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kelcharge

NeHe lesson 10 confusion.

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Well, looking at the world.txt file that comes with the tutorial and the code itself, it seems like it's just a long list of vertex and texture coordinates.

Quote:
world.txt
NUMPOLLIES 36

This is the number of polygons
Quote:
world.txt
// Floor 1
-3.0 0.0 -3.0 0.0 6.0
[..]

The first line is just a comment and will be skipped by the parser.
The second line contains (in order):
- the x component of the first vertex
- the y component of the first vertex
- the z component of the first vertex
- the u coordinate of the texture for the first vertex
- the v coordinate of the texture for the first vertex

And so on..

In "real life" a mesh would never be stored in a flat file like this, but as an example it works.

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Quote:
Original post by WanMaster

In "real life" a mesh would never be stored in a flat file like this


Could you elaborate a little more on this please, storing a world in something else perhaps.

EDIT: Thats a pretty slick website there... :)

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Quote:
Could you elaborate a little more on this please, storing a world in something else perhaps.

Reading a mesh description from a plain text file like this is pretty slow. In the tutorial, the model consists of only a couple of triangles, so it doesn't matter. Vertices, texture coordinates, normals etc. are normally stored in a binary (human unreadable) format that allows you to load the data much faster. Examples of these of these formats are 3DS, M3D, DirectX X files etc. Or you can come up with your own specification.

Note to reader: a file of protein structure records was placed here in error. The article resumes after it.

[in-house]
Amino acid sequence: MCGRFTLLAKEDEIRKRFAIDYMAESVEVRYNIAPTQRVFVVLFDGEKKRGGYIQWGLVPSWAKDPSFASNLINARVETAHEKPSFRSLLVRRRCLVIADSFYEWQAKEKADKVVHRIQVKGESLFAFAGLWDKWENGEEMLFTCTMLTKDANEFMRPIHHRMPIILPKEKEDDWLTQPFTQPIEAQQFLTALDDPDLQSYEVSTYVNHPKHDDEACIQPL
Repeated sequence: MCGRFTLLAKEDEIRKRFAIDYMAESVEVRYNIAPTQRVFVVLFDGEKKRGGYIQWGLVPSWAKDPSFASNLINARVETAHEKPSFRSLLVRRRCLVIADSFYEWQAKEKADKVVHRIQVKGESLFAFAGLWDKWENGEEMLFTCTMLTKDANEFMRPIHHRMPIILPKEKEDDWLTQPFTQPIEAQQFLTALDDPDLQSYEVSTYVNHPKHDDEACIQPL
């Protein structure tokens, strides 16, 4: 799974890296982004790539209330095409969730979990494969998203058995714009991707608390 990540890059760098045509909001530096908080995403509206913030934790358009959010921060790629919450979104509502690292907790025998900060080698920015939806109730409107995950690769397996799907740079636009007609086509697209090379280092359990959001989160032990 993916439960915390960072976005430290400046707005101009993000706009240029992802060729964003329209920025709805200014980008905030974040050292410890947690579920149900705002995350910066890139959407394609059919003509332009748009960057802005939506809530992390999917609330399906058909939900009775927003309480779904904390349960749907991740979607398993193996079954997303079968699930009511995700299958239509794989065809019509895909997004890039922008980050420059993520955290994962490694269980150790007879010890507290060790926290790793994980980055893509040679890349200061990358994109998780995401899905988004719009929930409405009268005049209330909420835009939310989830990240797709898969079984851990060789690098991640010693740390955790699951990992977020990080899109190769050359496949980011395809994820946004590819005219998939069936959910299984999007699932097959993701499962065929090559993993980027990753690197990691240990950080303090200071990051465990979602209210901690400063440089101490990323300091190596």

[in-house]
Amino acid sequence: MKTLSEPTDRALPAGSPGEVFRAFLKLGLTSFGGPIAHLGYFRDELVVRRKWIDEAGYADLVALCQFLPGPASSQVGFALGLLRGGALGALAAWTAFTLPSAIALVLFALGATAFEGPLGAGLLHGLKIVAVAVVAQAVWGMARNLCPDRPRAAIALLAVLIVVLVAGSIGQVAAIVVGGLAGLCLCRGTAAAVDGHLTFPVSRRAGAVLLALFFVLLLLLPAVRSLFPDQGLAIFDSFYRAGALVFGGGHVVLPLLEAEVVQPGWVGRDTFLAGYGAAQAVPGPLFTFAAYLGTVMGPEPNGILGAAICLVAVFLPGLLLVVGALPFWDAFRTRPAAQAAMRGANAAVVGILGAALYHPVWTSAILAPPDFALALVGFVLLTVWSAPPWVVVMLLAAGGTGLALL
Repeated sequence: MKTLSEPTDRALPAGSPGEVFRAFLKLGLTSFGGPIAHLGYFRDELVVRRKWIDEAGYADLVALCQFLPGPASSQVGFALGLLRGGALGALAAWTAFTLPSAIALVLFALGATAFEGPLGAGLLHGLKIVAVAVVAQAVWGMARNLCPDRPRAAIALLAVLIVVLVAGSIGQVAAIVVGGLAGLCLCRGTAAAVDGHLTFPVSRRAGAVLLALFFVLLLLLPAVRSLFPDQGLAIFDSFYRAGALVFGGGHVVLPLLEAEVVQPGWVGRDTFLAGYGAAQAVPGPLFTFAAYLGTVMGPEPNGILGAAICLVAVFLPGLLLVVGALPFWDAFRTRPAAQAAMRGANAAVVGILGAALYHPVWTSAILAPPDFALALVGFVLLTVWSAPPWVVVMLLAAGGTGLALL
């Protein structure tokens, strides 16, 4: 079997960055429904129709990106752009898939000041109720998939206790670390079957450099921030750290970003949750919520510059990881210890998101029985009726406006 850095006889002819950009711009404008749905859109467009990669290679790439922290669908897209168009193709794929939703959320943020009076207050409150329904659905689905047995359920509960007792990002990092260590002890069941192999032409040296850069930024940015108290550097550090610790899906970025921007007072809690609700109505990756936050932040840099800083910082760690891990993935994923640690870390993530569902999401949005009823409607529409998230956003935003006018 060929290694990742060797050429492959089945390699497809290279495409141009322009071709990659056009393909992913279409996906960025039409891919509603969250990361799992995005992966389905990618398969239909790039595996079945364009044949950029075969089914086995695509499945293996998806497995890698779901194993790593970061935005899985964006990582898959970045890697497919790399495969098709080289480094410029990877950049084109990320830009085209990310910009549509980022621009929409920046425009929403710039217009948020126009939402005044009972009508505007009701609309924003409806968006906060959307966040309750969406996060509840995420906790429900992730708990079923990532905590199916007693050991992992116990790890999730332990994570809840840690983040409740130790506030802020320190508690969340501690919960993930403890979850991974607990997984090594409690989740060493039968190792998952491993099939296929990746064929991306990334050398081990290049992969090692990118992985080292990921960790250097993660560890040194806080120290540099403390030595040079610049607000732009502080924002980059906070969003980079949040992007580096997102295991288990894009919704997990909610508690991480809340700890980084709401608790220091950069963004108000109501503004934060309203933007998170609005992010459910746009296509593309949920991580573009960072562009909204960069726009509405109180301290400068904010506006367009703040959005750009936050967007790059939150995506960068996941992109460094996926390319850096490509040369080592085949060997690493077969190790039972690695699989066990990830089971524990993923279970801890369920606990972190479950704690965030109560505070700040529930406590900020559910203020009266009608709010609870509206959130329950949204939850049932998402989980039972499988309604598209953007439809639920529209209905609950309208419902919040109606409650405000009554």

Creating a binary file could look something like this:

(just a quick example)

// vertex structure
struct vertex
{
float x, y, z;
};

// array holding ten vertices
vertex vertices[10];

// after these vertices have been initialized, we'll write them to a file
FILE *pFile = NULL;
pFile = fopen("filename.ext", "wb");
fwrite(&vertices, sizeof(vertex), 10, pFile);
fclose(pFile);

Reading would look pretty much the same. You can notice you only need one call to write (or read) all the vertices. Most formats include a header (like the Nehe example) specifying the number of vertices, the number of indices, the name, materials etc.

Besides faster loading, it makes the file a lot smaller as well.

I'm pretty sure there's a Nehe tutorial covering the loading of these kind of files.

Quote:
EDIT: Thats a pretty slick website there... :)

Just temporary, didn't have time to put something up yet. [grin]

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